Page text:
Boston to Bar Harbor--with a few stops along the way --how does this list look?
Ok, here's the deal. We're headed to Bar Harbor from Boston, beginning our travels Sat am. We'll stop in Oguinquit to see a friend, and then late afternoon head to Boothbay Harbor, where we are staying for the night. So, I'm looking for a casual meal in Boothbay Harbor, Sat night. Or...somewhere relatively close to Boothbay...Then breakfast Sat am, also probably in Boothbay...we'll move on to the Camden/Rockland area around lunchtime...so looking for a good lunch spot somewhere along that route. Then we'll make our way to Bar Harbor, where we'll stay from Sun-Sun.
For the most part, I'm looking for good food, served in a casual environment, emphasis on authentic, local cooking. The more history a place has, the better. The more locals, the better too. If the place has a waterview and or picnic tables/outdoor seating, that's great too..we'll have the pup with us and though he can be left behind it would be great to have options where we could bring him with us. One nice evening (without the pup, indoor dining) in Bar Harbor area would be great too, I'm not sure I've found anywhere that's jumping out at me, Hugo's maybe?
I've done some research and here's my list so far. Would love comments, additional suggestions, etc.
Lobsterman's Co-op: this seems like it might be better for lunch but might fit the bill if we're looking for a casual dinner.
Mac Segulls: like the sound of the outside deck on harbor, but is it really touristy? That's ok if the food is good.
Bet's: fish shack on the common. Again, this sounds like it's a great lunch spot, not even sure they are open around dinner hours, unless we go early.
Blue Man Cafe: for breakfast...
Francine, or the Edge at the Inn: both sound great but only dinner right? Don't think we'll be here for dinner, unless it's a really early one.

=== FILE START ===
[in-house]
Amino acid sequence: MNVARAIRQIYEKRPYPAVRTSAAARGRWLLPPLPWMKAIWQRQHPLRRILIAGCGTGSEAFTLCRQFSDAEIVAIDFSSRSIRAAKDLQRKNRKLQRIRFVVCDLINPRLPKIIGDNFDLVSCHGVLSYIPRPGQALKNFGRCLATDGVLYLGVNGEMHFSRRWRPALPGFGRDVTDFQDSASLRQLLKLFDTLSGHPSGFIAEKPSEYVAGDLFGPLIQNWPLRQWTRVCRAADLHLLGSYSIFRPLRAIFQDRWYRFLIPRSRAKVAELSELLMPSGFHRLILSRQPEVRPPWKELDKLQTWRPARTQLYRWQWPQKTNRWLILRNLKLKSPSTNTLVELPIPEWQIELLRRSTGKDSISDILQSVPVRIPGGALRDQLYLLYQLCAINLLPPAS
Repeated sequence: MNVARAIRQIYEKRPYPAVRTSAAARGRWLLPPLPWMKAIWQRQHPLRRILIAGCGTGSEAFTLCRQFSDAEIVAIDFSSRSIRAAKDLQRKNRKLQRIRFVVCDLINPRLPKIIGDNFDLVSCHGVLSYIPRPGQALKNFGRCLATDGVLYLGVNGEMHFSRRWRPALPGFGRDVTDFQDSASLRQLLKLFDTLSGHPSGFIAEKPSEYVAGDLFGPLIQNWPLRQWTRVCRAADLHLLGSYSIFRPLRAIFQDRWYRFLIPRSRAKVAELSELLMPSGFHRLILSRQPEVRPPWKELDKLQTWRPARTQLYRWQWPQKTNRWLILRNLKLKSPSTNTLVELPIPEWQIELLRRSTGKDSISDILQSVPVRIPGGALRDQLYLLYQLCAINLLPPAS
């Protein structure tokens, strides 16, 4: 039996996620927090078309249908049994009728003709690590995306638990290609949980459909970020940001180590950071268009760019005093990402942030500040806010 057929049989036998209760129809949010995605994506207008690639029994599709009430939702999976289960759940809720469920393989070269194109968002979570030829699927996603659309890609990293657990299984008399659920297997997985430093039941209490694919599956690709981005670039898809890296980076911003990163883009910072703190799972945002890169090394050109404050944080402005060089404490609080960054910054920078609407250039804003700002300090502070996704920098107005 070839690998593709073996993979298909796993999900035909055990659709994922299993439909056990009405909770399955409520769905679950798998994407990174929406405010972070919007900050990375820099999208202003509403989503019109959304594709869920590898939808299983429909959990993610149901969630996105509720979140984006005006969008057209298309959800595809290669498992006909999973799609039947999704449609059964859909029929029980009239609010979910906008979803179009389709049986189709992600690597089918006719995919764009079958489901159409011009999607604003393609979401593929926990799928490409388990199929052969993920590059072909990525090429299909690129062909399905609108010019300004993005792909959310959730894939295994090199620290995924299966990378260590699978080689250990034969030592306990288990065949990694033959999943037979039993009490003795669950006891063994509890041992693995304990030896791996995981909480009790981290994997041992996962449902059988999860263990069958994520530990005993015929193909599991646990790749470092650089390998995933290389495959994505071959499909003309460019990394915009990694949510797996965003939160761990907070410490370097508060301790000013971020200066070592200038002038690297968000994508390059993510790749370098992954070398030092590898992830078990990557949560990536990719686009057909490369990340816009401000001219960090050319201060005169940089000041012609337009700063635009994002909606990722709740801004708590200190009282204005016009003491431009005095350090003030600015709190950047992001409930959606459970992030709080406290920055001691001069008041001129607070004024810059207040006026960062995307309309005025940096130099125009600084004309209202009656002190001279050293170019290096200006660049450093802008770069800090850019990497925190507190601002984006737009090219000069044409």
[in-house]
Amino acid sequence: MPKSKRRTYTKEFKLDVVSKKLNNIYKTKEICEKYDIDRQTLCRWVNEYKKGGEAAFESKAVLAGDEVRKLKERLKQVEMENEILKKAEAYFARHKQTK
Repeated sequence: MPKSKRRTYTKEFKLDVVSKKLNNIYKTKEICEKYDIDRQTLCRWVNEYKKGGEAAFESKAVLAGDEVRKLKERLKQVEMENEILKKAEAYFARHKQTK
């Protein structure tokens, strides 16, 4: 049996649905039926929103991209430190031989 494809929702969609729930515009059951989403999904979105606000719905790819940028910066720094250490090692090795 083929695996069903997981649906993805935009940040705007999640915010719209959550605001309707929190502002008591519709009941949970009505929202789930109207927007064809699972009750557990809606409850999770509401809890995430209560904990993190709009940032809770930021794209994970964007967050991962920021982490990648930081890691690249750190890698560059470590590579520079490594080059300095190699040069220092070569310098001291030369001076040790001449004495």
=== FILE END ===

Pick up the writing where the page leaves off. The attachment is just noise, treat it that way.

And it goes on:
Waterfront: this sounds right up our alley, right ont he water, great deck, stick to pub-style food, steamers, burgers, that's do-able for lunch.
Young's Lobster Pound: this isn't right in Camden right? But in Belfast....? Need to look at a map to see if it's way out of our way.
Havana, Adel's Lobster Pound, Ben and Bills ice cream, Jordan Pound, Beals Lobster Pier, Jordan's Restaurant (breakfast), any other suggestions greatly appreciated.
List looks good, but if your driving on Rte. 1 a short drive off there just past Wiscasset is Glidden Point Oyster Sea Farm. Bring your own shucking knife and pick up some oysters or littleneck clams for a little break before you get to Bar Harbor. Looks like it could be right up your alley.
For your indoor Bar Harbor dinner, might I recommend Cafe This Way? My SO and I went for dinner there our first night, and liked it so much we went back for brunch the next day. Great, creative food, and casual atmosphere - they have big garage-type doors that open up to the patio when it's nice out. 2 Cats is great for brunch, too, although I thought Cafe This Way had better service.
Abel's Lobster Pound is a very good choice - the view of Somes Sound is great from there... the only natural fjord in the US!
Always appreciate when someone does their research first :-)
If you stop for dinner prior to Boothbay consider The Ocean Grill in Edgecomb. Nice river views and good food. (Service can be "casual").
In Boothbay Harbor itself consider 93 Townsend. Non-touristy...lobster rolls to lobster risotto.
You're correct that Young's is in Belfast, but not far from Rte One. Also in Belfast is Chase's Daily which could be a good "non-lobster" lunch stop.
Bar Harbor: Havana for good "splurge" dinner.
Ah yes, as a fellow Chowhound, I know the merits of researching first and then asking questions later ;)
Thanks so much for the recs, guys. Have couple of new places on my list now. Cafe This Way looks great, now will have a tough time deciding btwn b'fast and dinner! Maybe we'll have to do both like you did, Raedia.
Two recs for Chase's Daily...if we can hold out past Camden we'll definitely give this a try.
Appreciate all the recs, feel free to keep 'em comin!
For the Boothbay-Bar Harbor Stretch, I would hold out for an extra 25 minutes past Camden until you get to Belfast and go to Chase's Daily for lunch. Just what you're looking for...they use their own local organic produce. Great atmosphere and a killer bakery to boot! Note that they are closed on Mondays.
96 Main St, Belfast, ME 04915
Reds Eats in Wiscasset for lobster roll.
On the Camden/Rockport border check out Prism - you can have nice lunch and check out some stained glass.
Right in town in Camden is Cappy's for pub fare.
Near Bar Harbor i agree with Havana. Or a bit out of town we really enjoyed the Burning Tree - between Bar Harbor and Northeast Harbor.
Abels was ok - great blueberry pie. I still prefer Bealls or Thurstons.
As a "camdenite" I must refute any recommendation that suggests Cappys as passable or even (gulp) good. It's just awful, always has been and (small but important footnote) longstanding rumor has it that this "Chowder House" gets the bulk of their chowder from a pre-made canned clam chowder. Snow's I think. I haven't been to Prism but it looks interesting. They are on route 1 though and I have to say that there is no better place to be for lunch or drinks then right downtown on Camden Harbor in the summer.